This is a very funny story about a little boy who refuses to wash his hair. And hijinks ensue. The illustrations are top-notch. Again, out of print (oh what I would give to own a printing press... there are so soo many books I'd like to bring back into print!) and so you can pick up copies very cheaply now that we all have Amazon and can have any book we want sent to us at any time from anywhere in the world.
I find it hard to explain to my children what life was like before the Internet, when you actually had to call used booksellers all around the country to try to find a title you were seeking.
In Sunday's Creativity Workshop, we first (and completely spontaneously) decorated my student's cape with a pretty moon-shaped button from my button collection. Then she was interested in Zac's Beach Sensory Bin (10 lbs of white cornmeal + an assortment of shells) so she played a while with that.
Next up, wet felting soaps! This is a wonderful sensory activity in and of itself.
- This is a wonderful use for the tiny soaps you get in hotel rooms!!
- tiny hotel soaps (I also like the half bar size from the Etsy store Sweet Sally's Soaps)
- a basin of very hot water
- a pile of towels
- wool roving in assorted colors
- wool yarn for wrapping
- a cooling rack for baked goods
Organic Soap Sampler Set, 9 Half Bars
Carefully wrap the wool roving around the soap horizontally as well as vertically, overlapping fibers and making sure none of the soap shows through. If you have younger children doing this, or particularly sanguine or choleric children, I strongly suggest wrapping pure wool yarn around the roving and tying the yarn so that the roving stays in place. The yarn will felt into the wool and become an additional decorative element. It is sweet to wrap the yarn around as if you were wrapping a package, and complete it by tying a little bow.
Hold the wrapped soap in one hand above the bowl of very hot water and gently scoop and sprinkle the water with the other hand. Continue until the roving is completely saturated but don't work so swiftly that your wool is dislodged. Flip the soap over and wet the other side. Then hold the soap between both hands and gently rub so that the wool begins to lock together and felt. It is ok to dip it in the water several times once the wool has slightly felted and can handle being dunked without the roving being dislodged.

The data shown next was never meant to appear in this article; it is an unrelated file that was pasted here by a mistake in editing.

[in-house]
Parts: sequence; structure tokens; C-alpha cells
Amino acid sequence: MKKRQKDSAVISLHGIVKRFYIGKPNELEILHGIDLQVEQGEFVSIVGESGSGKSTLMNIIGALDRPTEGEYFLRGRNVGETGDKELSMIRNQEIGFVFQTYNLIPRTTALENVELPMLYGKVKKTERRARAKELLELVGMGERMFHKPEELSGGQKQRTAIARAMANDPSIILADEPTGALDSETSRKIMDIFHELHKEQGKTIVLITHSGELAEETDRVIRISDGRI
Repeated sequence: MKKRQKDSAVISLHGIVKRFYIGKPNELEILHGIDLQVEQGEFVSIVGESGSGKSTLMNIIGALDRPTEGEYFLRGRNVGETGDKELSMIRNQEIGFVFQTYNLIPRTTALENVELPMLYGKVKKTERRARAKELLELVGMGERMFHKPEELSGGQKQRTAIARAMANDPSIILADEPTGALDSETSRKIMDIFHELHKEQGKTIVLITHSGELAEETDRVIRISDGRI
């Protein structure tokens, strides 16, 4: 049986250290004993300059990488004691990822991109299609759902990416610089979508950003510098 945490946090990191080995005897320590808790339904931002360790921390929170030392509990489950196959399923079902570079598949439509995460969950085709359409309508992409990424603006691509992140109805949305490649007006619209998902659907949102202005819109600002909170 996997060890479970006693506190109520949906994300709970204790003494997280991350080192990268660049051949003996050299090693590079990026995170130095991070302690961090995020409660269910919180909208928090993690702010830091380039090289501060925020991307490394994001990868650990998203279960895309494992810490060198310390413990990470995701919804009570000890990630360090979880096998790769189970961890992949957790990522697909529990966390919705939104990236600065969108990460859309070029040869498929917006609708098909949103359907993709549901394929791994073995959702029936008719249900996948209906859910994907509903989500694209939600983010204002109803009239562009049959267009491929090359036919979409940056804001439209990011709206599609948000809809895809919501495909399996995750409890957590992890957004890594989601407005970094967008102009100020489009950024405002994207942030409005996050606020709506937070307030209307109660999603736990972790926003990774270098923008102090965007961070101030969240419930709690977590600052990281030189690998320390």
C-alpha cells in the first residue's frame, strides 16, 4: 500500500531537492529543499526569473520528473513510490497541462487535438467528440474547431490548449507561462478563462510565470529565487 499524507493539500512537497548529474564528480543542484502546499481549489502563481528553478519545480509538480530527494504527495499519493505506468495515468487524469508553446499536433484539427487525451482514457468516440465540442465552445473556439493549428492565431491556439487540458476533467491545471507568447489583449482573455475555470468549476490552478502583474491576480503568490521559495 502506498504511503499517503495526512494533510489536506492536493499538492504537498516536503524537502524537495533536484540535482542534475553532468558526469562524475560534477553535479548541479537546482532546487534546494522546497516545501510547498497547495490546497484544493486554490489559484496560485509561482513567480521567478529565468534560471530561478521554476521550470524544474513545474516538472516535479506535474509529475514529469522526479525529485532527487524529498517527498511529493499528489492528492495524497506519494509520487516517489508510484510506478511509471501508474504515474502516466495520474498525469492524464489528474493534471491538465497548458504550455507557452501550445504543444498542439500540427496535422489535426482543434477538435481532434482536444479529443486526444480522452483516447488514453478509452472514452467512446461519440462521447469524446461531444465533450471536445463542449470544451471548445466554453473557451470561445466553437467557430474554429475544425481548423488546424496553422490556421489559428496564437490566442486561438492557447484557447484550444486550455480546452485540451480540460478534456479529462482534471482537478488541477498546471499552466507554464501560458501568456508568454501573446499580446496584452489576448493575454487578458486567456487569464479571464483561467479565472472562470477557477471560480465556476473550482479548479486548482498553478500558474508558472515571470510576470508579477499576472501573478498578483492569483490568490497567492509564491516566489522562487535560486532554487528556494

Continue to rub. Bubbles will start to come through the wool!
Continue to dunk, rub, and work on your felt, rubbing the soap more and more vigorously (some use a washboard or a cheese grater for even more friction at the end of the process), until you are happy with the finished product. Set your beautiful soap on a rack to dry.
It is helpful to explain to the recipient of your gift what you have made for him or her. We learned this last Christmas. A "soap in a sweater" is a lovely present, although not a particularly obvious one, because you don't need to use a washcloth with your soap. Washcloth included! And when all the soap has been used up -- it will shrink as you wash with it -- just pop it in your sock drawer to use as a sachet.
My student ended with some embroidery, embroidering a design onto the back of a doll cape for one of her younger sisters. My original idea was to embroider flowers but she had her own vision. She created a face complete with eyelashes of pink eyelash yarn! She embroidered one open eye and one closed eye, then started on creating pink and turquoise hair. Right before it was time to leave she begged me to be able to do another painting with her feet, like we did last time, so we taped up a long piece of paper to the bathroom wall, covered the bathroom floor with towels, and got to work. She didn't have enough time to finish it before her parent came... so it is still waiting in a my bathroom, an unfinished masterpiece, ready for next week.